In London, dog owners are taking to the streets to call for a people’s vote on Brexit.
Dogs are uniting people in a climate of Brexit uncertainty and helping to change the global image of “immigrant-loathing Brits.” This is the crux of a new campaign that recently took the media by storm, as hundreds of furry friends swamped the streets of London on October 7 to “bark out” for a second “Wooferendum.”
Daniel Elkan, 45, is a self-confessed vessel for canine opinion and the brainchild behind the “pawlitical” campaign, which supports a people’s vote for a second Brexit referendum. He said it was launched “by the dogs for the people” and aimed to make the “biggest bark in history” because Brexit will not only have an impact on humans, but on animal welfare too.
Backed by public figures like Badger Trust chief Dominic Dyer, the campaign has cultivated a “gentler” dialogue between pro and anti-Brexit supporters. It’s now considered an antidote juxtaposing the divisory angry rants that have swamped social media so relentlessly since 48% of voters opted to remain in the European Union.
He may just be onto something. The confusion of Brexit has not only contributed to the segregation and alienation of already marginalized communities. It has also divided families, broken friendships and generated stereotypes on both sides of the debate, said one dog owner at the march.
But the Wooferendum has seduced even the most hardline of dog-loving Brexiteers into sharing the campaign video and poster images of dogs woofing out to “stop Brexit.” And if it has demonstrated one thing, said another protester, it’s the fact “people care more about dogs than they do about humans — and I’m definitely one of them.”
BARKING OUT TO STOP BREXIT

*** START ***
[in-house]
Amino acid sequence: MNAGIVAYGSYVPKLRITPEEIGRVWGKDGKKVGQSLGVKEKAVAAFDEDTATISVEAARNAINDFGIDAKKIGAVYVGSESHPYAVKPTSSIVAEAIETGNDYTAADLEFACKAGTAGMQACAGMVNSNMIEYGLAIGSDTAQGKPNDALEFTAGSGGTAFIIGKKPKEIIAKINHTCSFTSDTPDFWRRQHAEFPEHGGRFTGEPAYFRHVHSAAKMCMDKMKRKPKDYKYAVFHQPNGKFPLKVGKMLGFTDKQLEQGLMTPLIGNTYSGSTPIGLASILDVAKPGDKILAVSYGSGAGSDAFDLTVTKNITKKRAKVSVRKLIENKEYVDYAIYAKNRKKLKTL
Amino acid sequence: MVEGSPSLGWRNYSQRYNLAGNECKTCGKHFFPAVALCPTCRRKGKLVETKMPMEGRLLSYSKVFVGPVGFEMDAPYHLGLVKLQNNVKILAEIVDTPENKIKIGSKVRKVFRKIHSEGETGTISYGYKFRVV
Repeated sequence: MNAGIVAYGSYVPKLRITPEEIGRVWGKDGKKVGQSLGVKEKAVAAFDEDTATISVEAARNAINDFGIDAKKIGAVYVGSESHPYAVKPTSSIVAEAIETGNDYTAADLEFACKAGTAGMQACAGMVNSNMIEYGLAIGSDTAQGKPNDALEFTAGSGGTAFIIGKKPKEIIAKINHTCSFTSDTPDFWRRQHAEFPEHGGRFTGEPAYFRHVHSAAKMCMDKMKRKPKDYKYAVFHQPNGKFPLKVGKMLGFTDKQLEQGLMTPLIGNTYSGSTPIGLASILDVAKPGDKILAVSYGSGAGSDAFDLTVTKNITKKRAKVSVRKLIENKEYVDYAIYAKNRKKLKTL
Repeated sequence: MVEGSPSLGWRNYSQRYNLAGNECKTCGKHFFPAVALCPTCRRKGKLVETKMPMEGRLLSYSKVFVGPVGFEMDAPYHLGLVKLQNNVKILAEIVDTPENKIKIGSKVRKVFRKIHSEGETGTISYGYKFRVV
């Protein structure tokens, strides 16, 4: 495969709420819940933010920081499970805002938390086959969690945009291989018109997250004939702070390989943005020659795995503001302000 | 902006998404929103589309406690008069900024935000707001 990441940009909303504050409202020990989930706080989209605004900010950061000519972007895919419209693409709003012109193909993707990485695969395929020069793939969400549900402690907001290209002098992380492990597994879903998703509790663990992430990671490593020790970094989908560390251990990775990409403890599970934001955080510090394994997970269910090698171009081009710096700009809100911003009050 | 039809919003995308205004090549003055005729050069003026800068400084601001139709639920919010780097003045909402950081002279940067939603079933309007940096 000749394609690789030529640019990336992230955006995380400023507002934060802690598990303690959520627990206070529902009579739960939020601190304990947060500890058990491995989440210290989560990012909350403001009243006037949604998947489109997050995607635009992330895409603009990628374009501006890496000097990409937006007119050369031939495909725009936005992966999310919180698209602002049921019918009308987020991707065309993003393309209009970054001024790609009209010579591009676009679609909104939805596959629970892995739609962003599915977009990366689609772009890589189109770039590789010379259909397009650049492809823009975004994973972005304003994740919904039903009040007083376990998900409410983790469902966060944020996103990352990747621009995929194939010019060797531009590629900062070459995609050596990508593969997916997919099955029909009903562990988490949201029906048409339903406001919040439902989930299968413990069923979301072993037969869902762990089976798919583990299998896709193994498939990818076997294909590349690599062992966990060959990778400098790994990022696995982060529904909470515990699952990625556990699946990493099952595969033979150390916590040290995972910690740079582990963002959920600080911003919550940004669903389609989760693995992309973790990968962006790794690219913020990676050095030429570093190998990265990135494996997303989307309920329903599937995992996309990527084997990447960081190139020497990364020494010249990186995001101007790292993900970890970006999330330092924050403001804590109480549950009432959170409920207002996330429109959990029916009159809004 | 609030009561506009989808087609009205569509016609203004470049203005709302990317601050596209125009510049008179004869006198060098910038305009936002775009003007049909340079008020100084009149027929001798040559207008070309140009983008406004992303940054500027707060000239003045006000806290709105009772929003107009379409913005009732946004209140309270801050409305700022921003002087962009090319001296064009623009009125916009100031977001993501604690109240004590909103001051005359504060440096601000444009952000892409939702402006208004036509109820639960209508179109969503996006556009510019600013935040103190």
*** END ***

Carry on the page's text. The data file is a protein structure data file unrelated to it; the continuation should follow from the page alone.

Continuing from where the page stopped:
The march began at Waterloo Place, which was dotted with a number of “pee stations” for dogs to “cock a leg” over taped cardboard images of various politicians, including Nigel Farage, Jacob Rees-Mogg and Boris Johnson. Crowds roared with laughter when the first dog did its deed. Demonstrators then marched on to Parliament Square. The event culminated at 10 Downing Street, where Elkan was joined by core members of his team to deliver a “PETition” to Prime Minister Theresa May.
Just days before the march, I had been invited to join him and his team at an Italian restaurant in King’s Cross, where a Swiss camera crew filmed them planning ahead of the event.
Elkan said the idea for a Wooferendum campaign came to him a year ago when he “woke up one morning to the realization that “dogs don’t like Brexit.” After making a bunch of hand-made signs stating “Stop Brexit #Wooferendum,” he approached random dog-owners in his local high street to photograph their pets with the signs.
He said “dogs and their owners were only too keen to get involved,” and the way in which their photographs began to spread across Twitter and Facebook was “social proof [of] how more and more people don’t want Brexit and are barking out against it.”
“Brexit is no joke,” he told me, “but the Wooferendum is approaching it in a way that’s fun and engaging, yet has a serious message: we want to stop Brexit.”
He said the response from dog-owning Brexiteers in parks where he distributed “wooflets” has been “unprecedented” and helped strike up conversations with people he would not normally discuss the issue with.
“The dialogue would begin with the dog, so it was a gentler way of starting up a conversation about something that’s literally divided the country,” he said. “Some Brexiteers even let me take pictures of their dogs because they felt it was just really sweet. It’s a tough dry topic people find hard to discuss, yet find easier if they can talk about it through their dog.”
He said Brexit didn’t just happen two years ago, but is something that has festered in the very fabric of British society since the 1980s — “long before it was even a twinkle in Nigel’s Farage’s eye.”